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Top Five Character Traits of Great Business Leaders
From:
John Quinlan John Quinlan
For Immediate Release:
Dateline: Detroit , MI
Monday, February 06, 2017

 

Whether you are the CEO of a large corporation, a small-business owner, or running a non-profit organization, if you are in charge then you must inspire others to follow your lead. So what, then, are the character traits of a great business leader?

From my thirty years of experience, which included leading a large corporation and coaching others to lead theirs, I’ve narrowed it down. Here are my top five:

Focus: Know what you want. This is foundational for a good business. Once you formulate your personal and strategic visions clearly, you will be able to share them with others and lay out the groundwork for both small and large successes.

Passion: You need to love what you do, and inspire others with a sense of urgency. The rest of the pack will follow your energy and enthusiasm. If it’s unauthentic, there will be fakeness in the commitment of your followers, impacting results.

Vulnerability: Make good on your promises, and own up to your mistakes when you make them. Transparency builds trust. If you, the leader, are willing to become vulnerable and risk exposure (e.g., disclose strengths, weaknesses and potential blind spots), you will be more approachable, opening up venues for communication, heightened trust and risk-taking.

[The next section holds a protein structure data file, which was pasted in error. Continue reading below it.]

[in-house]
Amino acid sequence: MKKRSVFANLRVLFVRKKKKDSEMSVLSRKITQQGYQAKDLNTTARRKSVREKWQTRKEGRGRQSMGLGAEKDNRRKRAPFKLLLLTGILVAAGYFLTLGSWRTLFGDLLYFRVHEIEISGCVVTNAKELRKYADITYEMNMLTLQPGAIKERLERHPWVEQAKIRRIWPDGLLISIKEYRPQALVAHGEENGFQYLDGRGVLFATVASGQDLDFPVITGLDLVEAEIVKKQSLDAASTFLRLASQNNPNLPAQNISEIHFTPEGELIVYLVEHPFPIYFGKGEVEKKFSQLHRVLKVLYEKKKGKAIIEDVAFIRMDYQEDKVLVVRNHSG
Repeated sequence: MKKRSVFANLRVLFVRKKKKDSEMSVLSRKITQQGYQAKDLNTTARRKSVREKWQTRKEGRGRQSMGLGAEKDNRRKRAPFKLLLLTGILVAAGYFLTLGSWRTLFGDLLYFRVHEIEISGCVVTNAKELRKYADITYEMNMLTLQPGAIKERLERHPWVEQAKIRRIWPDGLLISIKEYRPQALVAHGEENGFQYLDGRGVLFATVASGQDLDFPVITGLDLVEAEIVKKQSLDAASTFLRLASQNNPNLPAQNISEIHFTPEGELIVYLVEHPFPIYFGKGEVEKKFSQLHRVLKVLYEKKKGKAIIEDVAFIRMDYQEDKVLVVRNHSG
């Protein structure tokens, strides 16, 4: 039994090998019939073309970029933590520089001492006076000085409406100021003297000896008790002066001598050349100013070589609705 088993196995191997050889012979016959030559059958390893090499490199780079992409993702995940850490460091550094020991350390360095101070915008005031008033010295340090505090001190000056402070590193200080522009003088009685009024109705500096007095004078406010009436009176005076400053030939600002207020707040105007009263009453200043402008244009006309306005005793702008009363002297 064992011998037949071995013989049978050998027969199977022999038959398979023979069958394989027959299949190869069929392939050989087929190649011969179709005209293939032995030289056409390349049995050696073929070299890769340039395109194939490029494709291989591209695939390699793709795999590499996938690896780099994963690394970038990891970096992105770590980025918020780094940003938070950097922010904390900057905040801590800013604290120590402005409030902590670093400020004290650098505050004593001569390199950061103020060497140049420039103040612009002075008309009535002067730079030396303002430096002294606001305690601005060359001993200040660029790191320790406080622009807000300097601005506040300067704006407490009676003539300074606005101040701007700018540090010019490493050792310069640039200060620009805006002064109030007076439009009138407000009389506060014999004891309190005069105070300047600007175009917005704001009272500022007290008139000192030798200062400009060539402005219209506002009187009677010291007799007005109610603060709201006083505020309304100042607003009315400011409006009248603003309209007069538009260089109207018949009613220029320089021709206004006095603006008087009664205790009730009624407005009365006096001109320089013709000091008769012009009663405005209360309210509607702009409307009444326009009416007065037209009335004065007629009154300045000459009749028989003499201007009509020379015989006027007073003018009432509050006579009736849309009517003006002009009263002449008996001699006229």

Courage: No one said it was going to be easy. In order to lead, you also have to learn not to take things personally as you continue to be fearless. Some will disagree with your decisions, and some decisions will be difficult ones to make. When you can’t see the top of the staircase, you must still have the faith to take that next step.

Loyalty: Do your best for your clan. When I built, led and ran a coffee-growing business in Papua New Guinea, 2400 tribal members looked to me to provide them with a living. Let your employees see that you have their best interest at heart.

As with all things in life, challenges will come your way in your business and with your employees. As a leader, it’s your job to be a calm and grounded presence, a compass in the storms. Let your character stand out. David Brooks, who recently authored The Road to Character, said it best, first quoting Immanuel Kant: “Out of the crooked timber of humanity, no straight thing was ever made.” Brooks concludes that people in this “crooked school of humanity have an acute awareness of their own flaws and believe character is built in the struggle against their own weaknesses.”

These are traits the clan will follow. It pays to be self-aware. How do you lead your followers?

 
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